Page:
Back in the early 1960s, the great Boston Consulting Group founder and strategy theorist Bruce Henderson asserted that there was only one way to successfully compete: gain a relative market share advantage over all competitors so as to have lower costs than all of them. The payoff is that it puts the firm in a position to drive those relative costs even lower as competition unfolds due to the learning curve advantage.
One then became two in 1980, when Michael Porter pointed out that there is another way to compete: differentiation. His view of the generic strategies for advantage gained considerable traction both in classrooms and boardrooms.
To someone like me, a micro-economist by training and at heart, the idea that all competition can be classified in terms of these two generic strategies corresponds well to the fundamental demand dynamics that companies face.
In the world of business generally, there are only two demand conditions a firm can face with respect to an offering: a flat demand curve or a downward sloping one. (Yes, one might argue that for some luxury goods in some situations, demand can rise as price rises, but it is the exception that proves the rule.)
In the former case, customers see the value to them of the firm’s offering as indistinguishable from those of other competitors and hence the firm is simply a price taker, at whatever level the market sets. In such a market there was, is, and always will be only one generic way to gain competitive advantage and that is to have the low-cost position among those making offers to customers in that market. Of course, there are myriad ways to put oneself at the bottom of the delivered cash cost curve in such a market, but they all deliver the same competitive advantage: low cost.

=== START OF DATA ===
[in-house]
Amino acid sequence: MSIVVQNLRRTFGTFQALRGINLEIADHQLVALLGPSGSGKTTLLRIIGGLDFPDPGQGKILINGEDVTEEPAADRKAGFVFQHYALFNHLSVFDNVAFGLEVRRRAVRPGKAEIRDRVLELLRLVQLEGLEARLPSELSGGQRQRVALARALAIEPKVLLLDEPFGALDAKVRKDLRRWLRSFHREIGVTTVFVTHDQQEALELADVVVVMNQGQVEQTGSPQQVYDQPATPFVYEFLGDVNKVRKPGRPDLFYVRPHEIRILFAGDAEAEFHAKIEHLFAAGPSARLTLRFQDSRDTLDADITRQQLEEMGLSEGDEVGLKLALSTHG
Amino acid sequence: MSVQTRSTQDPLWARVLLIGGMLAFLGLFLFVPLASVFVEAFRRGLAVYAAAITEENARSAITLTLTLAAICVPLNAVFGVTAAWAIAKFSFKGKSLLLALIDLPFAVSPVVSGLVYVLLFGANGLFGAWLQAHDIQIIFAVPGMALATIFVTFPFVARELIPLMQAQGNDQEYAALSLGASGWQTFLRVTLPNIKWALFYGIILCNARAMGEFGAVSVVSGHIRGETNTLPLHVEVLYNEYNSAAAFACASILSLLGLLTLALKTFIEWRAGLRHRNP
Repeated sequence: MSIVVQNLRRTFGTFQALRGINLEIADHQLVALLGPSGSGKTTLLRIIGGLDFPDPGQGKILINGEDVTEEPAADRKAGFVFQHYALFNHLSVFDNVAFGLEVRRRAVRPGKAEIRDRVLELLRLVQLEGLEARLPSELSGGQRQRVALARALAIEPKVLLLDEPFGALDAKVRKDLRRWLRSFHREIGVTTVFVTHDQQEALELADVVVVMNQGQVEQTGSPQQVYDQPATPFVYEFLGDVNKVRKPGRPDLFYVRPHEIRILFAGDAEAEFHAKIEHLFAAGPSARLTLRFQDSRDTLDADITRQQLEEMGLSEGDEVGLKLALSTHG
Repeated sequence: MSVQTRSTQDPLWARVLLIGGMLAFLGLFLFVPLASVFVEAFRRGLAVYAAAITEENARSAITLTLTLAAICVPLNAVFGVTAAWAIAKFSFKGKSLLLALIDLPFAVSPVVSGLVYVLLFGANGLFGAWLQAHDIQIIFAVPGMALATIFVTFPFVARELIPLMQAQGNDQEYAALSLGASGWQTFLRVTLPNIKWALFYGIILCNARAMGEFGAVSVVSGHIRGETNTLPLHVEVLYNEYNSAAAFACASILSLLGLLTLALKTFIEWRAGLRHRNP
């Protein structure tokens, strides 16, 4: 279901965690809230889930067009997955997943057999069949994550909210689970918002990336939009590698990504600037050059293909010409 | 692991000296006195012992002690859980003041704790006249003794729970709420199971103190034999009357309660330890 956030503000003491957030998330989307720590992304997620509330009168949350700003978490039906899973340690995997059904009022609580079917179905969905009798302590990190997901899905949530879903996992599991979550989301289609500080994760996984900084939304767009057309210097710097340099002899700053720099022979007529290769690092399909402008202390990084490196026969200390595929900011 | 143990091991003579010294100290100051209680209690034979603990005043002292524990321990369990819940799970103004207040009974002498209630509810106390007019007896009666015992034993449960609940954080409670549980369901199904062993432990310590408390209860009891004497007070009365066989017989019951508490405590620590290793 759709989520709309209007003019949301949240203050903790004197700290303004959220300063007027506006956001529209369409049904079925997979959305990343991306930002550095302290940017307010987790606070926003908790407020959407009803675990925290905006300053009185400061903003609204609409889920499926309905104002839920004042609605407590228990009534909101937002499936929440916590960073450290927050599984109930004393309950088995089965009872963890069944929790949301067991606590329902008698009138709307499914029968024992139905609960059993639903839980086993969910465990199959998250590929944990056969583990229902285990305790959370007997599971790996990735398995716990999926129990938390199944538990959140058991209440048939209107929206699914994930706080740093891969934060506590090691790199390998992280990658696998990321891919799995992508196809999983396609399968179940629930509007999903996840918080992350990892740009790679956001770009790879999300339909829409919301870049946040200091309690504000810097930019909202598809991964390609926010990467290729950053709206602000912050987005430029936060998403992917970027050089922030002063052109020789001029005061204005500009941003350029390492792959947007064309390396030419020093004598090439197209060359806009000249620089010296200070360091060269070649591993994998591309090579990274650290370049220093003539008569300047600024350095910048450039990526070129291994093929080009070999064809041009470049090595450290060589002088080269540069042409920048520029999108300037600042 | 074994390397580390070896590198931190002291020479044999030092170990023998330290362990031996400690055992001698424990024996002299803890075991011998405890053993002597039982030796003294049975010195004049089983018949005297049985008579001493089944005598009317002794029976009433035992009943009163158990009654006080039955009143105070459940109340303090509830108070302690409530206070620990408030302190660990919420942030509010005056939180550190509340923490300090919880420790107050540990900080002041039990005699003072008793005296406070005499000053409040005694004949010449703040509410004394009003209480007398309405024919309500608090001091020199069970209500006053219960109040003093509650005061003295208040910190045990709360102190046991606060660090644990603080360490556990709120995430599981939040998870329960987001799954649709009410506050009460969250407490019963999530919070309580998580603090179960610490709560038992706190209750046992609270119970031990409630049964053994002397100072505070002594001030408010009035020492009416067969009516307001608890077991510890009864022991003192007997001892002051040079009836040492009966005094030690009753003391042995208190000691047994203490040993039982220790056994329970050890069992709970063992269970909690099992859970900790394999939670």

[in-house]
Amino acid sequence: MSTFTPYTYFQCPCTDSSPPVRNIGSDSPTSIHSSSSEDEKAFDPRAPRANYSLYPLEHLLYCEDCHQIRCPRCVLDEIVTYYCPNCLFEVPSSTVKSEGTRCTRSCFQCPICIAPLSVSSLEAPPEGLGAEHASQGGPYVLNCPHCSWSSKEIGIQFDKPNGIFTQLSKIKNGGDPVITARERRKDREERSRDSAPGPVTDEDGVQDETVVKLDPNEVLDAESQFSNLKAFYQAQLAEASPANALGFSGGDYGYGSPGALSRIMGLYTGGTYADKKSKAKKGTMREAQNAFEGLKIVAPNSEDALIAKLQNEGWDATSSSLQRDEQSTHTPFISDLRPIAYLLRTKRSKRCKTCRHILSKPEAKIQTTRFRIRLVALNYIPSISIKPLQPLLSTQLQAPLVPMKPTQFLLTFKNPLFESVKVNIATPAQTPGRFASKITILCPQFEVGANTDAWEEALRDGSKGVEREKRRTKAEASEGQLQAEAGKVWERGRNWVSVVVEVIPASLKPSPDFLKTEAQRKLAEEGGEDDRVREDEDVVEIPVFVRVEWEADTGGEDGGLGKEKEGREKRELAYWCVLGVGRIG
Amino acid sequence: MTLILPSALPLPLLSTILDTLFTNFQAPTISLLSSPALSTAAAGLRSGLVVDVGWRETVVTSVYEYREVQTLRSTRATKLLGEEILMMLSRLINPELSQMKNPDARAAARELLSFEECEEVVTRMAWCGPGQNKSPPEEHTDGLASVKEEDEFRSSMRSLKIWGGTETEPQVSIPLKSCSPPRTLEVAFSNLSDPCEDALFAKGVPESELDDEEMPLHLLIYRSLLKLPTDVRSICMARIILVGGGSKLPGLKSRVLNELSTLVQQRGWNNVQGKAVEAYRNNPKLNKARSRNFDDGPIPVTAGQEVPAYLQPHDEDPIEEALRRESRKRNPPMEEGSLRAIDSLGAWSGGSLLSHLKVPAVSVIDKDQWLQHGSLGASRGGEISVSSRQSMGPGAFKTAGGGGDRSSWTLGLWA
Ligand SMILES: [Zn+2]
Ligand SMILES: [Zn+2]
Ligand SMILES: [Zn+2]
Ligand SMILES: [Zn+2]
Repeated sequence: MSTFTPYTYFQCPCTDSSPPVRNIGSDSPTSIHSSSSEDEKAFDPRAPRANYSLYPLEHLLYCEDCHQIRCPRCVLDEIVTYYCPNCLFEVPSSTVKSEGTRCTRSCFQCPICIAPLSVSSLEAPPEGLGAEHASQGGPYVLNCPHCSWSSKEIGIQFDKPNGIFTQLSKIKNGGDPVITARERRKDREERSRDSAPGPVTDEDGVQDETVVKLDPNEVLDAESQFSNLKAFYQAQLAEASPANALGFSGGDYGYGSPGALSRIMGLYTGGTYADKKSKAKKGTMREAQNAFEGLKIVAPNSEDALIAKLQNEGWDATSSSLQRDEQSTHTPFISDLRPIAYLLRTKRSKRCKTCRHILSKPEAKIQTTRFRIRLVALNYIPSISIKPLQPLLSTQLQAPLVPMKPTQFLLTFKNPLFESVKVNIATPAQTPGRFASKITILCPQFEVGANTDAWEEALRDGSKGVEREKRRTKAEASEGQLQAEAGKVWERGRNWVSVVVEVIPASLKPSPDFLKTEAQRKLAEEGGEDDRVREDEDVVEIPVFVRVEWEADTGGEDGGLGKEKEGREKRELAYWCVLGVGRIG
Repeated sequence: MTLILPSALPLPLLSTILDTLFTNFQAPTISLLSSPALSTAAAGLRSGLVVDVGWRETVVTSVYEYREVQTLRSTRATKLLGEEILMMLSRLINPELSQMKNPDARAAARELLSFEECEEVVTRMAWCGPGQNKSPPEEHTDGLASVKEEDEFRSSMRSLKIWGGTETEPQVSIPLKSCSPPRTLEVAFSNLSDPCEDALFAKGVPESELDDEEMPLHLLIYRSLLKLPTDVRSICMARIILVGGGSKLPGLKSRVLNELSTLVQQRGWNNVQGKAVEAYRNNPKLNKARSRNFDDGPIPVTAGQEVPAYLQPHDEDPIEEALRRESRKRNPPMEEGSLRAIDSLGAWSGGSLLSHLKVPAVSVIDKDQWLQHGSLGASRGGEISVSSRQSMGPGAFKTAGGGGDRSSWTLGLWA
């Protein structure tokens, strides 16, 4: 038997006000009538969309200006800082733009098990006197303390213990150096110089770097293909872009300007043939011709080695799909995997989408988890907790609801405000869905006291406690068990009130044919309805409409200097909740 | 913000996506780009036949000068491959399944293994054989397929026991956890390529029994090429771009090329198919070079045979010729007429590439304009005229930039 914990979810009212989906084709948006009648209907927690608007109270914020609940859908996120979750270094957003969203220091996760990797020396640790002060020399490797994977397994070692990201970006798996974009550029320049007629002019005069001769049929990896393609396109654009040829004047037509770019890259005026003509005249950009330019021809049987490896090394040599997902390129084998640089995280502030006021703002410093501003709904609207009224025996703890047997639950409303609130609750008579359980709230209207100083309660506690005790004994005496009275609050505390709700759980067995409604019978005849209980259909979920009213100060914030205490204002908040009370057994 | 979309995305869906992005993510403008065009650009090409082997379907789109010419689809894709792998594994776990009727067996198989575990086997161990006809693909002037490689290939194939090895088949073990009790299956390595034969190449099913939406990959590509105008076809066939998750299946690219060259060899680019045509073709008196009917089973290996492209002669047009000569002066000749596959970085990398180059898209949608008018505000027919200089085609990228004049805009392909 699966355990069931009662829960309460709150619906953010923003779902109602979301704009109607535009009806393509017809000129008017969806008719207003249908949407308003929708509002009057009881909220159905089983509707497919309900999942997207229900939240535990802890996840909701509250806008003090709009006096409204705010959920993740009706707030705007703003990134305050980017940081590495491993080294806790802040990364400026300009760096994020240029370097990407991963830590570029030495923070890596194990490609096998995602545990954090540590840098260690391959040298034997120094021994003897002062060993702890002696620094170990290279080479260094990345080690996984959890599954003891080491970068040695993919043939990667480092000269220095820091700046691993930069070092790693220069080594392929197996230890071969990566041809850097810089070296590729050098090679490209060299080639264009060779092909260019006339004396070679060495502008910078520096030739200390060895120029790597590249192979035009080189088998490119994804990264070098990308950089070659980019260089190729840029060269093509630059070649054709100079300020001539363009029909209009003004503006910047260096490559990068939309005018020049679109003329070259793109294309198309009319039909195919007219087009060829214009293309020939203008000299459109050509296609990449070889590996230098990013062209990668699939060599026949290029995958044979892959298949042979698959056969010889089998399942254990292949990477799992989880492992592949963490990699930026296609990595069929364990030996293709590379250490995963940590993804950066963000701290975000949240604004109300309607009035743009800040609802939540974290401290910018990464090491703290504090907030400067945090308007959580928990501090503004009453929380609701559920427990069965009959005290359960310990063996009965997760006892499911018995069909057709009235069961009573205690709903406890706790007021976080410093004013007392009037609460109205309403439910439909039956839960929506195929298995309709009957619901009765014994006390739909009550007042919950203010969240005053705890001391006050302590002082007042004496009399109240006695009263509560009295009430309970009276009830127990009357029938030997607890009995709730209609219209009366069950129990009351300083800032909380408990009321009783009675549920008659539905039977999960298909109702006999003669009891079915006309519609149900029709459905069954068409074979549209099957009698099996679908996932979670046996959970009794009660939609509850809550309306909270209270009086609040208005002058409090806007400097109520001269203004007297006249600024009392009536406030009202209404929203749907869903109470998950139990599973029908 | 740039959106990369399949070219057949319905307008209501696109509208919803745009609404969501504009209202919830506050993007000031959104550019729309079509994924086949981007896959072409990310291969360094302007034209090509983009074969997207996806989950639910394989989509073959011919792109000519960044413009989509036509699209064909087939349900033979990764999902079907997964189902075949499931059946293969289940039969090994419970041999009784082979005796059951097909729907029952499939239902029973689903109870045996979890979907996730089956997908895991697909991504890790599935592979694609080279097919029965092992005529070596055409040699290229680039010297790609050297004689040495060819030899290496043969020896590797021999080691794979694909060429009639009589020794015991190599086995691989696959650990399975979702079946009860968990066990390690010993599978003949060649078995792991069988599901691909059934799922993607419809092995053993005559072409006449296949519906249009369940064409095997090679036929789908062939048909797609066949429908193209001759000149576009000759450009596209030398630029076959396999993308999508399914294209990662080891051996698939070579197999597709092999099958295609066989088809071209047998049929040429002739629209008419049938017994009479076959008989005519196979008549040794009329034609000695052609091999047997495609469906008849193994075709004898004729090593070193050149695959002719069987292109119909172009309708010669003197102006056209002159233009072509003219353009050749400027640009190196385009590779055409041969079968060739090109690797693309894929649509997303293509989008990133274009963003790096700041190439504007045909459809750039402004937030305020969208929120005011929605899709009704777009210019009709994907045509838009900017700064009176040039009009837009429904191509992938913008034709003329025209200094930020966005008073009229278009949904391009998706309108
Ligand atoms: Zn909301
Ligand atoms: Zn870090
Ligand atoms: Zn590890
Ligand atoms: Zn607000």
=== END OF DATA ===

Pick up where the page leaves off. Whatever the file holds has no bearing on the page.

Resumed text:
The other situation is one in which the firm faces a downward sloping demand curve — by which if the firm charges a higher price, the demand for its offering is lower and if it charges a lower price, the demand is higher.
Why does it have that characteristic? It is because customers think to varying degrees that there is something about the firm’s offering that is distinct from other offerings; to them, it is not “the same” as those of competitors. In making a purchase decision, therefore, they make a trade-off between the perceived value of the distinctiveness and the price. Those who value the distinctiveness more are prepared to pay a higher price.
This situation can give rise to a successful differentiation strategy if the firm is able keep more or less the same costs as less differentiated competitors and can convince customers that it is meaningfully different from the competition. As with cost leadership, there are myriad ways to achieve differentiation advantage. However, in such a market, there was, is, and will always be one fundamental kind of competitive advantage.
So the idea that there are just two ways of competing is theoretically compelling based on the underlying microeconomics. But has anything changed since 1980 to fundamentally alter the implication of those economics? Let’s look at the main features that distinguish competition today from previous decades: